At Time 2, we assessed ZBH as a potential mediator as well as life satisfaction. ZBH was measured with two 7-point scale items (partly adopted from Różycka-Tran et al., 2015). To measure the zero-sum belief amongst people, respondents chose a number that best reflected their belief (1 = if someone becomes happier, it does not mean that someone else will become less happy; 7 = if someone becomes happier, its means someone else will become less happy). Zero-sum belief across the time dimension was measured on a scale from 1 (if someone is happy now, it does not mean that s/he will be less happy in the future) to 7 (if someone is happy now, it means s/he will be less happy in the future). The two items were averaged (α = 0.81) as a ZBH score (higher score indicating greater zero-sum thinking). When we conducted a pilot study (217 undergraduates voluntarily participated as part of a psychology class) to assess the diagnostic value of ZBH, there was a strong correlation (r = 0.68, p < 0.001) between ZBH and a previously validated scale of zero-sum axiomatic belief (α = 0.74; Różycka-Tran et al., 2015). Finally, Time 2 Life satisfaction was assessed with the Satisfaction with Life Scale (SWLS; Diener et al., 1985). A sample item reads, “I am satisfied with my life.” Responses were made on a 7-point scale (1 = strongly disagree, 7 = strongly agree) and the 5 items were averaged (α = 0.87).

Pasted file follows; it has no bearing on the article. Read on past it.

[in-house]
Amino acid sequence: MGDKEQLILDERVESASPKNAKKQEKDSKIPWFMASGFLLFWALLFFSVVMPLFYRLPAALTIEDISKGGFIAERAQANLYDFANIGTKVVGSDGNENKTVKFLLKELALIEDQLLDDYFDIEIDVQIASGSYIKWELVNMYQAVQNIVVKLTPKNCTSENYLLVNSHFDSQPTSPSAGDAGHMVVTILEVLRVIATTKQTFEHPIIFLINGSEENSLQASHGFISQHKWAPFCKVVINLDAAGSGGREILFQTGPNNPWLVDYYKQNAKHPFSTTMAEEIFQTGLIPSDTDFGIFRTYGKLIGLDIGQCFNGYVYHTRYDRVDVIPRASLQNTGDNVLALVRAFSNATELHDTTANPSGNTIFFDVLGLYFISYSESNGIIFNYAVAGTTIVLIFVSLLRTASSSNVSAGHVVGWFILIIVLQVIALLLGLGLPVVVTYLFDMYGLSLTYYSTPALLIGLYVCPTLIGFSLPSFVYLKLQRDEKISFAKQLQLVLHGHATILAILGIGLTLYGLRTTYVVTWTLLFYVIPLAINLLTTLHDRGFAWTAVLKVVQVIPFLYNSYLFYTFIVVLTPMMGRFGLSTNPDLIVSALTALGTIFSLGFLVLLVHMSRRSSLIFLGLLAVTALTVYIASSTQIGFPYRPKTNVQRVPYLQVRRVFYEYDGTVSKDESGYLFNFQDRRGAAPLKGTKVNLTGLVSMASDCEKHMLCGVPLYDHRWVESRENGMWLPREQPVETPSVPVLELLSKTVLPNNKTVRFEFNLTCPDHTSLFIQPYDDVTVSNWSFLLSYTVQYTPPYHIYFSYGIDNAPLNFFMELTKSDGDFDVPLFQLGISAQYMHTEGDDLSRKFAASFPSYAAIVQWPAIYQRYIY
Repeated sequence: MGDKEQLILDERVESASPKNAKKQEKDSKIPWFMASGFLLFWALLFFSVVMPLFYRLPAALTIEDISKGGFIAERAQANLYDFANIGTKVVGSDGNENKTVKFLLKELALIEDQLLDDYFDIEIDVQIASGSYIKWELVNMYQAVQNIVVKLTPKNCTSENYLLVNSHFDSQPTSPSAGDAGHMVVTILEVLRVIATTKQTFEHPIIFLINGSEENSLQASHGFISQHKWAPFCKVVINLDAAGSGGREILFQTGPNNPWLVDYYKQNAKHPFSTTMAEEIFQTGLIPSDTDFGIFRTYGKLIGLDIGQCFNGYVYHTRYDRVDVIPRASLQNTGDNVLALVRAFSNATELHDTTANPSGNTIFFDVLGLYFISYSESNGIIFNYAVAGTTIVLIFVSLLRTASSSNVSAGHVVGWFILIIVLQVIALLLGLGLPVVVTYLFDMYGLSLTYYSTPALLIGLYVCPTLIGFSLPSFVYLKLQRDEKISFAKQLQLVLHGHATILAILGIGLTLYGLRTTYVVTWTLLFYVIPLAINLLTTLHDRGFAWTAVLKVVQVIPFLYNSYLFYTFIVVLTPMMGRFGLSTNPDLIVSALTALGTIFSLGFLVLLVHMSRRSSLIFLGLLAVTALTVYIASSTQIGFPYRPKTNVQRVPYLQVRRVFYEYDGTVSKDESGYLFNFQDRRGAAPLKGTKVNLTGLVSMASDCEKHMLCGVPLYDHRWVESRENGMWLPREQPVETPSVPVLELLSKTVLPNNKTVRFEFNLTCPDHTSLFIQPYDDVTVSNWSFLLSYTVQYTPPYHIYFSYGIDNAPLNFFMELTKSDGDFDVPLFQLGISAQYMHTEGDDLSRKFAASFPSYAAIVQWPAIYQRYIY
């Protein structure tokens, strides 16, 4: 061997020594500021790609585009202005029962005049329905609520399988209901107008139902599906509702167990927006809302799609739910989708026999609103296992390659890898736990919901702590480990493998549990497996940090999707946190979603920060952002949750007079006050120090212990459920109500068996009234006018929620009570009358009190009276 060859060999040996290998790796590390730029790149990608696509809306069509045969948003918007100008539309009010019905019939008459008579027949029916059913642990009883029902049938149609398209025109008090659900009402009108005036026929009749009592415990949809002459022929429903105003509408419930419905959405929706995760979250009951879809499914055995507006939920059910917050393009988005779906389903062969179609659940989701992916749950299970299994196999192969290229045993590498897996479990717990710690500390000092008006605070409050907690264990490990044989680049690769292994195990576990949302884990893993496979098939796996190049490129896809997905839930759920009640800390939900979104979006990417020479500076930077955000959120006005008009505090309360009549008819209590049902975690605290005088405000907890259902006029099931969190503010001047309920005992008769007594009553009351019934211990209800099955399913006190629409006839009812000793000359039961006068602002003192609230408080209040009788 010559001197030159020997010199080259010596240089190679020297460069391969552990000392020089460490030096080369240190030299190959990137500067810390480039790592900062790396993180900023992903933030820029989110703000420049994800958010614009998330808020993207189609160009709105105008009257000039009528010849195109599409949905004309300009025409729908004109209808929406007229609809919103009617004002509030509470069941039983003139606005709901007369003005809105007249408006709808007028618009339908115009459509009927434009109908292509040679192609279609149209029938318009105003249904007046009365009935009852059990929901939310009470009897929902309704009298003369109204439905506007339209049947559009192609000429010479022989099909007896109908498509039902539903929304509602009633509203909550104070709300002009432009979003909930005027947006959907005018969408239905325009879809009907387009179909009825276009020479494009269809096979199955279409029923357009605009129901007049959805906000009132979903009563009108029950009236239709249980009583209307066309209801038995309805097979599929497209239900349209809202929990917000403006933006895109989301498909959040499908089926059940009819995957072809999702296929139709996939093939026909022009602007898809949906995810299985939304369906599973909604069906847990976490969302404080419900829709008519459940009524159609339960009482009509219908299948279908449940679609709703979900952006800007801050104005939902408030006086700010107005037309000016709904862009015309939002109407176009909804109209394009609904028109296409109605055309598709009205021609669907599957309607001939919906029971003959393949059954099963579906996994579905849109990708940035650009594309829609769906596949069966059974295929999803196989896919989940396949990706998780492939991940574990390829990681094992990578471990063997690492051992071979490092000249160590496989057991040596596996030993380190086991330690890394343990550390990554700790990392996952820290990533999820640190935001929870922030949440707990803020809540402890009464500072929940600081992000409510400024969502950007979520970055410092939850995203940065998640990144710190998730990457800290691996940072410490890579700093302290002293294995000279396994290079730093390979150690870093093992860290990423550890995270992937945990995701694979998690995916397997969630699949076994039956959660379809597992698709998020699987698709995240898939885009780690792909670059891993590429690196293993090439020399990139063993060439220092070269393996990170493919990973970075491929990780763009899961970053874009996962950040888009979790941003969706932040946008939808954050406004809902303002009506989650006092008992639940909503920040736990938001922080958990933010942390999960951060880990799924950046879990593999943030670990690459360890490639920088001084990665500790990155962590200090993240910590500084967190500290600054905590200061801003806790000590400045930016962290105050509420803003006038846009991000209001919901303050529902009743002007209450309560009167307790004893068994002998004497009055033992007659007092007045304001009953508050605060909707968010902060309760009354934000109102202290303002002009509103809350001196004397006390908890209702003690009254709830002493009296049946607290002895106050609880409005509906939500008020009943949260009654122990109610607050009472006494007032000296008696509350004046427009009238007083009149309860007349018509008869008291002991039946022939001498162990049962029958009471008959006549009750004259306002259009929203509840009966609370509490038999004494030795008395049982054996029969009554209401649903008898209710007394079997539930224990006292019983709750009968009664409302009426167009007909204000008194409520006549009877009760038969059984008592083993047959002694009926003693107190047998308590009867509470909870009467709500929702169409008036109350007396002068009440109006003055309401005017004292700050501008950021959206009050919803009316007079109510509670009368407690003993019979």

Results